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Attacks/Breaches

Black Hats Focus on Apps

DC convention shows security researchers are shifting away from network infrastructure - and toward applications

Last summer's Black Hat convention in Las Vegas was a feast of attack vectors ranging from device driver flaws to network vulnerabilities to holes in copiers and printers. As the black hats prepare to meet again in Washington, D.C. next week, however, there is one clear theme: applications.

Of the 22 "briefings" scheduled for the convocation of security researchers Wed. and Thurs., 13 deal directly with issues and flaws related to applications. The schedule reinforces experts' assertions that attackers -- and the researchers who follow them -- are shifting their attention away from traditional network infrastructure vectors and focusing on software, where holes are easier to find.

Three of the sessions deal with databases, particularly Oracle. David Litchfield will present a session on advanced Oracle attack techniques, and Amichai Shulman, co-founder and CTO of Imperva, will discuss exploitable flaws in database communications protocols. Security researcher Cesar Cerrudo will do a live audit of Oracle's latest and most secure release, Oracle 10gR2, to see if he can expose vulnerabilities in the software.

Web applications will also be under the microscope. Michael Sutton, security evangelist at SPI Dynamics, will present a session on fuzzing tools for detecting vulnerabilities in applications -- an approach that has long been popular in the networking space. Consultants Chuck Willis and Rohyt Beranyi will offer a look at Web application incident response and forensics, an area where many companies are seeking skills as the number of attacks increase.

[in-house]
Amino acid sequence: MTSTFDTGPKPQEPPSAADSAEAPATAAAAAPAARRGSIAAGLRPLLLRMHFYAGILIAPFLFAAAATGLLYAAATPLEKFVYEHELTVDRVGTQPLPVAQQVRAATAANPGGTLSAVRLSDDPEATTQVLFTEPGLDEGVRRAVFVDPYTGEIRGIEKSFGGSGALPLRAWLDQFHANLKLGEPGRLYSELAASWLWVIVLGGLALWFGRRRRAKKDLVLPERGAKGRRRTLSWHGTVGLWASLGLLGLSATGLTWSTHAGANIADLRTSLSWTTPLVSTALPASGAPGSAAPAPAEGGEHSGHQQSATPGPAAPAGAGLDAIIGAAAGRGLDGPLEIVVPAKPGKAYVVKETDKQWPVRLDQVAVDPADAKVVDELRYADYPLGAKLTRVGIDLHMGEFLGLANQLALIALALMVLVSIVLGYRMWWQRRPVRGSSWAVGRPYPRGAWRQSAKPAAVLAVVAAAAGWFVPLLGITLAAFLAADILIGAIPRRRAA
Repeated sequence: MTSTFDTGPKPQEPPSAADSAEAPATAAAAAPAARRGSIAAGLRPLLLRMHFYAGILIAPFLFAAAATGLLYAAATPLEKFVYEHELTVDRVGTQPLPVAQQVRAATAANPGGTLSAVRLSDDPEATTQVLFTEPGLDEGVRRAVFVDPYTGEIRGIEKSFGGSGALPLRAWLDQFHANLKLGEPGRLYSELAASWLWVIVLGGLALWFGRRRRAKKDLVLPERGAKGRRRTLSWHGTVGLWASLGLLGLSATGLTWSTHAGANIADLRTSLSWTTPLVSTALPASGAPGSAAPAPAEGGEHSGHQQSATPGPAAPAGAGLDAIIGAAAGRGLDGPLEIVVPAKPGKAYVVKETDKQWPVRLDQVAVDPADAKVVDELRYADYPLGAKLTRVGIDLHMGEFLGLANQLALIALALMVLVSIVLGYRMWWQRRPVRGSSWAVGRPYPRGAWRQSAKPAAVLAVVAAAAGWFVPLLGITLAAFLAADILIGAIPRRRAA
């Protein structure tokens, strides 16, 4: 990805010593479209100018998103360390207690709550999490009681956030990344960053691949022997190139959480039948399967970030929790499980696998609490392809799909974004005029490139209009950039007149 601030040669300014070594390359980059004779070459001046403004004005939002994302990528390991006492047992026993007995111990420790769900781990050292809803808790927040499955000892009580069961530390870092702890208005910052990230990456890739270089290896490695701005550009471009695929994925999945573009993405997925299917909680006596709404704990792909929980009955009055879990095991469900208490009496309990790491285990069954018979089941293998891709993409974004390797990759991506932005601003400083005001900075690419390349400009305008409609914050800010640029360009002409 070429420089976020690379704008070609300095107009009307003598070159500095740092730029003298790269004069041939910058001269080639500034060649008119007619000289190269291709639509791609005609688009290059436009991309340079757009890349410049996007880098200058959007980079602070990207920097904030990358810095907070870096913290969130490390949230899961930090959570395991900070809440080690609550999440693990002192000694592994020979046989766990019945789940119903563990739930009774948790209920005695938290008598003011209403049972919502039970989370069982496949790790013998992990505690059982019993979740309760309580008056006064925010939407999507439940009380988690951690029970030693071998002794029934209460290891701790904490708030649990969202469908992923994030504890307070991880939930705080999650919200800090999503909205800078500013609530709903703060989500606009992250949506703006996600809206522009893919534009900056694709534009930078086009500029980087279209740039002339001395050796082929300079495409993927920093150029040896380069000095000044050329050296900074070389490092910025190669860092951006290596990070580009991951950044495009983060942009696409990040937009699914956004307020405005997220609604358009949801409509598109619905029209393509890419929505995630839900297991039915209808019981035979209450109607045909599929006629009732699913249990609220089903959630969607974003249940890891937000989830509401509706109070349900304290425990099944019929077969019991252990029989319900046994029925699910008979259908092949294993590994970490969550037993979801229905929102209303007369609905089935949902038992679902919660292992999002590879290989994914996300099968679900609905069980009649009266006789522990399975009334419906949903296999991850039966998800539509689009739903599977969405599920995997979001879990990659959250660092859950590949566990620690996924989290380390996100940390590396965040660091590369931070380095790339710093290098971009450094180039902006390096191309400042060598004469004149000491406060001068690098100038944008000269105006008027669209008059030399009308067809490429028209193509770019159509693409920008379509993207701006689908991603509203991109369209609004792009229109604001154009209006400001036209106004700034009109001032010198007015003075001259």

Some of the Black Hat presenters will discuss software problems where they occur most often: in the development process. Experts from Mitre will make recommendations on new standards the company is proposing for secure development.

"The secure software development community is developing a standard dictionary of the weaknesses that lead to exploitable software vulnerabilities," according to Mitre's presentation abstract. "The Common Weakness Enumeration (CWE) and related efforts are intended to serve as a unifying language of discourse, and act as a measuring stick for comparing the tools and services that analyze software for security issues."

The conference will be keynoted by Jim Christy, director of futures exploration for the Department of Defense's Cyber Crime Center.

— Tim Wilson, Site Editor, Dark Reading

Tim Wilson is Editor in Chief and co-founder of Dark Reading.com, UBM Tech's online community for information security professionals. He is responsible for managing the site, assigning and editing content, and writing breaking news stories. Wilson has been recognized as one ... View Full Bio

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